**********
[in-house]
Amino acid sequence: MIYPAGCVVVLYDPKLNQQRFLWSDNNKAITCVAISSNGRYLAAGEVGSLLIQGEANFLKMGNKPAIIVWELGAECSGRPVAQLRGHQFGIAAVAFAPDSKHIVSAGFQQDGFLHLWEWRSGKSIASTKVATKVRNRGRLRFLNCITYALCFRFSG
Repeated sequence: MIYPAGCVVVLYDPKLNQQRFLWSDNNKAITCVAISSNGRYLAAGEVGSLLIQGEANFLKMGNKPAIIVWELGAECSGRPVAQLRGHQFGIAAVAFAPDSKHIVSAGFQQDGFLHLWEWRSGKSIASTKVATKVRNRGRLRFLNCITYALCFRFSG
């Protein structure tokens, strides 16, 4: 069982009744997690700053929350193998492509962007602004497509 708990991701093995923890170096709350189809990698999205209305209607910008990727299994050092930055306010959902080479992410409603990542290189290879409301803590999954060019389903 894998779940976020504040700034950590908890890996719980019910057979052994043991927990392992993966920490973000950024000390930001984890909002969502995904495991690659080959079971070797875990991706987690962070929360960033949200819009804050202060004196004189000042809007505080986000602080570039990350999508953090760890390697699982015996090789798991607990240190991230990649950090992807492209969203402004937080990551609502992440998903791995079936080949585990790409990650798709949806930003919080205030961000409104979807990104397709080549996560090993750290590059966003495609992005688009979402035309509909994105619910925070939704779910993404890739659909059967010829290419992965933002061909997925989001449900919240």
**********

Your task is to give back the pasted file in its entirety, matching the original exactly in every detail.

[in-house]
Amino acid sequence: MIYPAGCVVVLYDPKLNQQRFLWSDNNKAITCVAISSNGRYLAAGEVGSLLIQGEANFLKMGNKPAIIVWELGAECSGRPVAQLRGHQFGIAAVAFAPDSKHIVSAGFQQDGFLHLWEWRSGKSIASTKVATKVRNRGRLRFLNCITYALCFRFSG
Repeated sequence: MIYPAGCVVVLYDPKLNQQRFLWSDNNKAITCVAISSNGRYLAAGEVGSLLIQGEANFLKMGNKPAIIVWELGAECSGRPVAQLRGHQFGIAAVAFAPDSKHIVSAGFQQDGFLHLWEWRSGKSIASTKVATKVRNRGRLRFLNCITYALCFRFSG
């Protein structure tokens, strides 16, 4: 069982009744997690700053929350193998492509962007602004497509 708990991701093995923890170096709350189809990698999205209305209607910008990727299994050092930055306010959902080479992410409603990542290189290879409301803590999954060019389903 894998779940976020504040700034950590908890890996719980019910057979052994043991927990392992993966920490973000950024000390930001984890909002969502995904495991690659080959079971070797875990991706987690962070929360960033949200819009804050202060004196004189000042809007505080986000602080570039990350999508953090760890390697699982015996090789798991607990240190991230990649950090992807492209969203402004937080990551609502992440998903791995079936080949585990790409990650798709949806930003919080205030961000409104979807990104397709080549996560090993750290590059966003495609992005688009979402035309509909994105619910925070939704779910993404890739659909059967010829290419992965933002061909997925989001449900919240």